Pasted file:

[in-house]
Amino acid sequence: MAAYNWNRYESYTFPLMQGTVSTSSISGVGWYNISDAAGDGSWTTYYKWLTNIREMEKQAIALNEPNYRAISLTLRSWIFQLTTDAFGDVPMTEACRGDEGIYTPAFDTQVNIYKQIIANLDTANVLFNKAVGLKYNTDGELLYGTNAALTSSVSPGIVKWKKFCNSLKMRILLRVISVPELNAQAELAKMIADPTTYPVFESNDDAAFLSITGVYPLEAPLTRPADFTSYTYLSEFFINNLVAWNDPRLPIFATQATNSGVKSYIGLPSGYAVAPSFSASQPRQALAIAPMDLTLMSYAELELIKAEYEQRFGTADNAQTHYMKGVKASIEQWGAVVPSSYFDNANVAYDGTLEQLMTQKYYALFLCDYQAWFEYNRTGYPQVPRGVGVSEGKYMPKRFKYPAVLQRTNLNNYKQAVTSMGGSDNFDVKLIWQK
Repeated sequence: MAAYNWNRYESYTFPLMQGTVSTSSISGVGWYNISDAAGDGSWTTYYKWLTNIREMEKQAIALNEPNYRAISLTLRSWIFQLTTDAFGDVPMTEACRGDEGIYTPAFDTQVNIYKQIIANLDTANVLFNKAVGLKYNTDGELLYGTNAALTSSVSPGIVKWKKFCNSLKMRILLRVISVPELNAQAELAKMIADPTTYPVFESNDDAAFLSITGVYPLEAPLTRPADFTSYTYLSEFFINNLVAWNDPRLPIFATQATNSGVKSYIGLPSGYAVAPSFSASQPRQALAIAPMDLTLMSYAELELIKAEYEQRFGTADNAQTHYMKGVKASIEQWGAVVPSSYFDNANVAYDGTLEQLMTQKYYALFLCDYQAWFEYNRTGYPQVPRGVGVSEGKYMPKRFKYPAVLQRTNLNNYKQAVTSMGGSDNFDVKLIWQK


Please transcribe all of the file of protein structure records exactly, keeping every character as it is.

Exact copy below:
[in-house]
Amino acid sequence: MAAYNWNRYESYTFPLMQGTVSTSSISGVGWYNISDAAGDGSWTTYYKWLTNIREMEKQAIALNEPNYRAISLTLRSWIFQLTTDAFGDVPMTEACRGDEGIYTPAFDTQVNIYKQIIANLDTANVLFNKAVGLKYNTDGELLYGTNAALTSSVSPGIVKWKKFCNSLKMRILLRVISVPELNAQAELAKMIADPTTYPVFESNDDAAFLSITGVYPLEAPLTRPADFTSYTYLSEFFINNLVAWNDPRLPIFATQATNSGVKSYIGLPSGYAVAPSFSASQPRQALAIAPMDLTLMSYAELELIKAEYEQRFGTADNAQTHYMKGVKASIEQWGAVVPSSYFDNANVAYDGTLEQLMTQKYYALFLCDYQAWFEYNRTGYPQVPRGVGVSEGKYMPKRFKYPAVLQRTNLNNYKQAVTSMGGSDNFDVKLIWQK
Repeated sequence: MAAYNWNRYESYTFPLMQGTVSTSSISGVGWYNISDAAGDGSWTTYYKWLTNIREMEKQAIALNEPNYRAISLTLRSWIFQLTTDAFGDVPMTEACRGDEGIYTPAFDTQVNIYKQIIANLDTANVLFNKAVGLKYNTDGELLYGTNAALTSSVSPGIVKWKKFCNSLKMRILLRVISVPELNAQAELAKMIADPTTYPVFESNDDAAFLSITGVYPLEAPLTRPADFTSYTYLSEFFINNLVAWNDPRLPIFATQATNSGVKSYIGLPSGYAVAPSFSASQPRQALAIAPMDLTLMSYAELELIKAEYEQRFGTADNAQTHYMKGVKASIEQWGAVVPSSYFDNANVAYDGTLEQLMTQKYYALFLCDYQAWFEYNRTGYPQVPRGVGVSEGKYMPKRFKYPAVLQRTNLNNYKQAVTSMGGSDNFDVKLIWQK